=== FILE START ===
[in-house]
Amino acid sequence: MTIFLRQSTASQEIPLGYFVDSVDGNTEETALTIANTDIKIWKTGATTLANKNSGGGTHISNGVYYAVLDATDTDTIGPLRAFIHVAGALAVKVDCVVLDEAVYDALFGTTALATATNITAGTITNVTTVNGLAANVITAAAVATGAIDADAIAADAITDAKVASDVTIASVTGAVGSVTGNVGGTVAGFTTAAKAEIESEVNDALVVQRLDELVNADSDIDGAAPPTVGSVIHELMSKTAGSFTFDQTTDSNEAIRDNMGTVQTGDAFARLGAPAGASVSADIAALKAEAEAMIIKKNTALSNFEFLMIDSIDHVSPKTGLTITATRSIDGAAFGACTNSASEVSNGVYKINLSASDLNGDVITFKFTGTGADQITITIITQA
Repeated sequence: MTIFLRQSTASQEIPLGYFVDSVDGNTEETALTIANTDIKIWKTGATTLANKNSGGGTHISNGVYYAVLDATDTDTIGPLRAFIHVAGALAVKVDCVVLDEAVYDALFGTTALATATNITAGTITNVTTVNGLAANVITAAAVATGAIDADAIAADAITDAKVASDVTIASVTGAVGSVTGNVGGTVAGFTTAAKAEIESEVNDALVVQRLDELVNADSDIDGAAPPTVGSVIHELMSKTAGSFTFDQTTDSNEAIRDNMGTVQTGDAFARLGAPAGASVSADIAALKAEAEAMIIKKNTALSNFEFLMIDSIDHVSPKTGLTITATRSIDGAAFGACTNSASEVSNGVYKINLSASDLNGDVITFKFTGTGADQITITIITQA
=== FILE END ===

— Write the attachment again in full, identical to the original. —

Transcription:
[in-house]
Amino acid sequence: MTIFLRQSTASQEIPLGYFVDSVDGNTEETALTIANTDIKIWKTGATTLANKNSGGGTHISNGVYYAVLDATDTDTIGPLRAFIHVAGALAVKVDCVVLDEAVYDALFGTTALATATNITAGTITNVTTVNGLAANVITAAAVATGAIDADAIAADAITDAKVASDVTIASVTGAVGSVTGNVGGTVAGFTTAAKAEIESEVNDALVVQRLDELVNADSDIDGAAPPTVGSVIHELMSKTAGSFTFDQTTDSNEAIRDNMGTVQTGDAFARLGAPAGASVSADIAALKAEAEAMIIKKNTALSNFEFLMIDSIDHVSPKTGLTITATRSIDGAAFGACTNSASEVSNGVYKINLSASDLNGDVITFKFTGTGADQITITIITQA
Repeated sequence: MTIFLRQSTASQEIPLGYFVDSVDGNTEETALTIANTDIKIWKTGATTLANKNSGGGTHISNGVYYAVLDATDTDTIGPLRAFIHVAGALAVKVDCVVLDEAVYDALFGTTALATATNITAGTITNVTTVNGLAANVITAAAVATGAIDADAIAADAITDAKVASDVTIASVTGAVGSVTGNVGGTVAGFTTAAKAEIESEVNDALVVQRLDELVNADSDIDGAAPPTVGSVIHELMSKTAGSFTFDQTTDSNEAIRDNMGTVQTGDAFARLGAPAGASVSADIAALKAEAEAMIIKKNTALSNFEFLMIDSIDHVSPKTGLTITATRSIDGAAFGACTNSASEVSNGVYKINLSASDLNGDVITFKFTGTGADQITITIITQA